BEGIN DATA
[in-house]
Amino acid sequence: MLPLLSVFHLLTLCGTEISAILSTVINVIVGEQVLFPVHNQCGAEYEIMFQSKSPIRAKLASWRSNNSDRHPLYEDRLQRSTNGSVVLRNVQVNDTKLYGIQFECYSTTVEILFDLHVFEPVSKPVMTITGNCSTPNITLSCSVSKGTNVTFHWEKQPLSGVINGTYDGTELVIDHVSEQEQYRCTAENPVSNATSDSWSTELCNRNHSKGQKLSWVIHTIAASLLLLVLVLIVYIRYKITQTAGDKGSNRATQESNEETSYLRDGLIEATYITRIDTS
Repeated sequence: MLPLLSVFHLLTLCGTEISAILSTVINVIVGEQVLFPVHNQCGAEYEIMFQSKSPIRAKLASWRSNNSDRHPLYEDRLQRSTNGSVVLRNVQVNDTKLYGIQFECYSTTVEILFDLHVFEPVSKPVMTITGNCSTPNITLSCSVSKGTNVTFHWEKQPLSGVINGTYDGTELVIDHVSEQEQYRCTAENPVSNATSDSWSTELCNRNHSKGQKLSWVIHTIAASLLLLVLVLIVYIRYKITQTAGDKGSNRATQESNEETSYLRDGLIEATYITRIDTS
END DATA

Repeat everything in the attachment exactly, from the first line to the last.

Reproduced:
[in-house]
Amino acid sequence: MLPLLSVFHLLTLCGTEISAILSTVINVIVGEQVLFPVHNQCGAEYEIMFQSKSPIRAKLASWRSNNSDRHPLYEDRLQRSTNGSVVLRNVQVNDTKLYGIQFECYSTTVEILFDLHVFEPVSKPVMTITGNCSTPNITLSCSVSKGTNVTFHWEKQPLSGVINGTYDGTELVIDHVSEQEQYRCTAENPVSNATSDSWSTELCNRNHSKGQKLSWVIHTIAASLLLLVLVLIVYIRYKITQTAGDKGSNRATQESNEETSYLRDGLIEATYITRIDTS
Repeated sequence: MLPLLSVFHLLTLCGTEISAILSTVINVIVGEQVLFPVHNQCGAEYEIMFQSKSPIRAKLASWRSNNSDRHPLYEDRLQRSTNGSVVLRNVQVNDTKLYGIQFECYSTTVEILFDLHVFEPVSKPVMTITGNCSTPNITLSCSVSKGTNVTFHWEKQPLSGVINGTYDGTELVIDHVSEQEQYRCTAENPVSNATSDSWSTELCNRNHSKGQKLSWVIHTIAASLLLLVLVLIVYIRYKITQTAGDKGSNRATQESNEETSYLRDGLIEATYITRIDTS